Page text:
The Novo Nordisk Foundation Excellence Project consists of up to four five-year grants of 5 million Danish kroner each within the fields of basic, translational and/or clinical endocrinology research. This year, Simona Chera was awarded one of these 4 🙂
The goal of the project “Characterizing and reversing β-cell senescence and proliferation quiescence in monogenic diabetes” is to elucidate and reverse the molecular age-switch controlling the homeostatic gradual decay and proliferation quiescence of β-cells in a form of monogenic diabetes.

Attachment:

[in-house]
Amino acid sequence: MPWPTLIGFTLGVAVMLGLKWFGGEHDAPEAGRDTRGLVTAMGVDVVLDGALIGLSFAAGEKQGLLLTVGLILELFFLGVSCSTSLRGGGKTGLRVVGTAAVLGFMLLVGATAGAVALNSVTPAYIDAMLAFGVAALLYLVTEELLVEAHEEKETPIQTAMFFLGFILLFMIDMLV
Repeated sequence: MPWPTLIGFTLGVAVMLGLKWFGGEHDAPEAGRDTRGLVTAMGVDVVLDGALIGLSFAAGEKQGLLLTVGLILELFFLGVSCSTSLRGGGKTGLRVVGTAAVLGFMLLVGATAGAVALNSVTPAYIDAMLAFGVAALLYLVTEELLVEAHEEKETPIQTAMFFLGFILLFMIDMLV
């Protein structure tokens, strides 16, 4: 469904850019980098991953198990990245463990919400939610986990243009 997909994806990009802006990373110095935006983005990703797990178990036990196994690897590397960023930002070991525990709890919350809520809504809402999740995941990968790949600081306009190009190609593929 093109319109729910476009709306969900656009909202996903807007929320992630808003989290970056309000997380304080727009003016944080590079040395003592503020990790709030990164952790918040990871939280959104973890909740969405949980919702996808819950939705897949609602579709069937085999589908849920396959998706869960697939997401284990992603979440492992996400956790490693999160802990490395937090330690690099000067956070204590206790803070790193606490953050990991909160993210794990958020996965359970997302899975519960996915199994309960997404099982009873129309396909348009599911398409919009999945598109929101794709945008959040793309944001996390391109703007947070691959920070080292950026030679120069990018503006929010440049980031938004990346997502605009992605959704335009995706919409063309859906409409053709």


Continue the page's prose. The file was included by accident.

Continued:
Abstract: Cell senescence is defined as a permanent exit from cell cycle. Pancreatic β-cells undergo rapid postnatal senescence and subsequent proliferative quiescence. Yet, in certain conditions, β-cells are able to retain/regain a juvenile status and maintain their proliferative capacity. We recently described one such situation following total β-cell ablation in juvenile mice. Naturally regenerated β-like cells express β-cell maturity markers and respond to glucose, yet even long time after ablation they still preserve low levels of senescence factors, manifesting a massive proliferation potential. These results and others suggest that the senescence program is not permanently reinforced and β-cell senescence is reversible. Here I will assess the role of β-cell senescence and subsequent proliferative quiescence on MODY3 (Maturity Onset Diabetes of the Young type 3) monogenic disorder onset. I postulate that β-cell decay results from a synergetic combination of a single gene defect and an age-related, potentially reversible, senescence mechanism. The goal of this proposal is to elucidate and reverse the molecular age-switch controlling the homeostatic gradual impairment and proliferation quiescence in β-cells. In order to achieve this, I raised the following questions: what are the age-related molecular changes leading to β-cell decay? what is the impact of β-cell senescence and proliferation halt on MODY3 onset? which rejuvenation strategies can reverse the senescence-switch and delay MODY3 onset? are these findings translatable in humans? To reply to these questions we plan to generate two different murine models of MODY3 disorder and cross them with genetic β-cell tracing and available models of senescence. This study will provide the first systematic cellular and molecular timeline of β-cell decay in the context of MODY3 disorder with emphasis on the role of cellular senescence and proliferation in the age-related monogenic disease initiation.